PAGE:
I have loved to see that she was not even aware that she had another gift, one that would in the end show her that her life was not useless without her career in Starfleet. An ending that touched me in a way that it brought tears to my eyes, of joy for Delvia finding a new life for herself. Quite a wonderful contribution.

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"The Third Option"

(writer's character) Kaedyn Zehn

(judge's character) Melitta Herodion

One of the most obvious issues that Starfleet and the Federation would have to deal with as time moves forward is the shape of the political climate. As one of the Federation's most dangerous enemies it is unsurprising that the Romulans would recieve so much attention in this challenge.
The trouble I think with political stories is that it is often hard to create a compelling environment and realistic motivation for the various characters that are used especially with shorter stories. That said "The third option" provided plenty of depth and a certain sense of familirity when it came to the main charcter. I also liked the fact that most of the references to the main character's past didn't require much, if any previous knowledge to understand.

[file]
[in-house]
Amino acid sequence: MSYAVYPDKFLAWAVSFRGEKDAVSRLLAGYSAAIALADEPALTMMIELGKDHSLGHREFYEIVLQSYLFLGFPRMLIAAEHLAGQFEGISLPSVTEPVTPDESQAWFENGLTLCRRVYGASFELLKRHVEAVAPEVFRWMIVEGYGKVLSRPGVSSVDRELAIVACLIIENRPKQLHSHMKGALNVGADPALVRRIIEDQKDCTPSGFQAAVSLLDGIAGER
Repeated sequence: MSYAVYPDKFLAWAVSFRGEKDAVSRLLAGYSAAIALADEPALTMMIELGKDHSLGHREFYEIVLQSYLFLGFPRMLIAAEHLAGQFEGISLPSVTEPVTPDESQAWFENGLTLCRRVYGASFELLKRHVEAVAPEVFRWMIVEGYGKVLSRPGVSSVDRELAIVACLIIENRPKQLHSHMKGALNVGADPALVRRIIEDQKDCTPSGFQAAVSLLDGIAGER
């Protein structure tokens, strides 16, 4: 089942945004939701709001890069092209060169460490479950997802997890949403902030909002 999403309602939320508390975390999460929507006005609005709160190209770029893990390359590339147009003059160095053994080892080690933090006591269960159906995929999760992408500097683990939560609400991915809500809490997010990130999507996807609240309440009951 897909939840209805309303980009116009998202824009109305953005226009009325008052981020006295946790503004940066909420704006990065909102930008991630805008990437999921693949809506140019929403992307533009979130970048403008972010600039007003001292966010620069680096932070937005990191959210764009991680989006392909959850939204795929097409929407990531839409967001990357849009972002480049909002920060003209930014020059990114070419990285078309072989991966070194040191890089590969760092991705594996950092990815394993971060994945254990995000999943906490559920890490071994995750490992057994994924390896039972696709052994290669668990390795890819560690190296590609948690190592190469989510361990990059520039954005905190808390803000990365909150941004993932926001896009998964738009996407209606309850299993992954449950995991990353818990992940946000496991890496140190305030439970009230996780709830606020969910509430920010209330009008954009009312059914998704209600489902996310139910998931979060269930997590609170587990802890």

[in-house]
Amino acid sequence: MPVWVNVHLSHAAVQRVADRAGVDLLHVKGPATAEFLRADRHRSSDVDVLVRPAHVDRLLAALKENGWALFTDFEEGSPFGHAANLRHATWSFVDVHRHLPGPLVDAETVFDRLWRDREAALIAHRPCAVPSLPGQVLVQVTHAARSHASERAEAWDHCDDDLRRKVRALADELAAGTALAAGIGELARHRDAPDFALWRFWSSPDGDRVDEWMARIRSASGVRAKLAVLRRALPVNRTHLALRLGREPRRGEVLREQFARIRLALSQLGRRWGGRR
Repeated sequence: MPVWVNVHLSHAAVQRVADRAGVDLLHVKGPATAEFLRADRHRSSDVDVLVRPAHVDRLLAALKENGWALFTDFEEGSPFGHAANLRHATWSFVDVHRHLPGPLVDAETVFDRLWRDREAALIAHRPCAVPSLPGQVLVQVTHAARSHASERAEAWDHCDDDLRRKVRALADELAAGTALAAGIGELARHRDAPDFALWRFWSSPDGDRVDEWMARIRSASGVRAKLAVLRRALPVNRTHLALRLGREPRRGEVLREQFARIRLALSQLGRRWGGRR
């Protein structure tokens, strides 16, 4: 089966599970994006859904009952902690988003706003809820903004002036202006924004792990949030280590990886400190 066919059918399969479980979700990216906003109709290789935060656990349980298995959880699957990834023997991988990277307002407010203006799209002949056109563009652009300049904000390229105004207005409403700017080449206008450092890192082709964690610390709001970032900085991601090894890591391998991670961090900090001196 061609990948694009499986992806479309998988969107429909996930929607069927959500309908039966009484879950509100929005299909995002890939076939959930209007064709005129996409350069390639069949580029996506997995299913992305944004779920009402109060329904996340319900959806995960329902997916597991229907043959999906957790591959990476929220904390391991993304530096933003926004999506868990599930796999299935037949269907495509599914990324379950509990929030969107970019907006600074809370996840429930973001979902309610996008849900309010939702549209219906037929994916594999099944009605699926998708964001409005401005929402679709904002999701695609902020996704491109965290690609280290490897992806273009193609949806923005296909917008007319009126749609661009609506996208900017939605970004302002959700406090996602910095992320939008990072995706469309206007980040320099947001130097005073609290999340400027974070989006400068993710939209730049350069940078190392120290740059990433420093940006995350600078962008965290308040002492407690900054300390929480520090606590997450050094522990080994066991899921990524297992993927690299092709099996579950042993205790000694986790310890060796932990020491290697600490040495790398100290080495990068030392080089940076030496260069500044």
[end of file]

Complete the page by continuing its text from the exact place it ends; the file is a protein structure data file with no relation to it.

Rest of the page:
Perhaps the only nagging concern that I have in the back of my mind is the fact that any Starfleet captain would even entertain the idea of attempting an assassination for whatever reason. What I find worse is the fact that the captain in question didn't even bother to confer with his superiors before deciding on that course of action. Reading how the scenarior played out kept me on the edge of my seat and I enjoyed it immensely but I certainly still find the idea questionable.
Overall though this piece was expertly written and formatted and shows a depth of character not easily shown when simming. I certainly look forward to reading more in the future. Good job.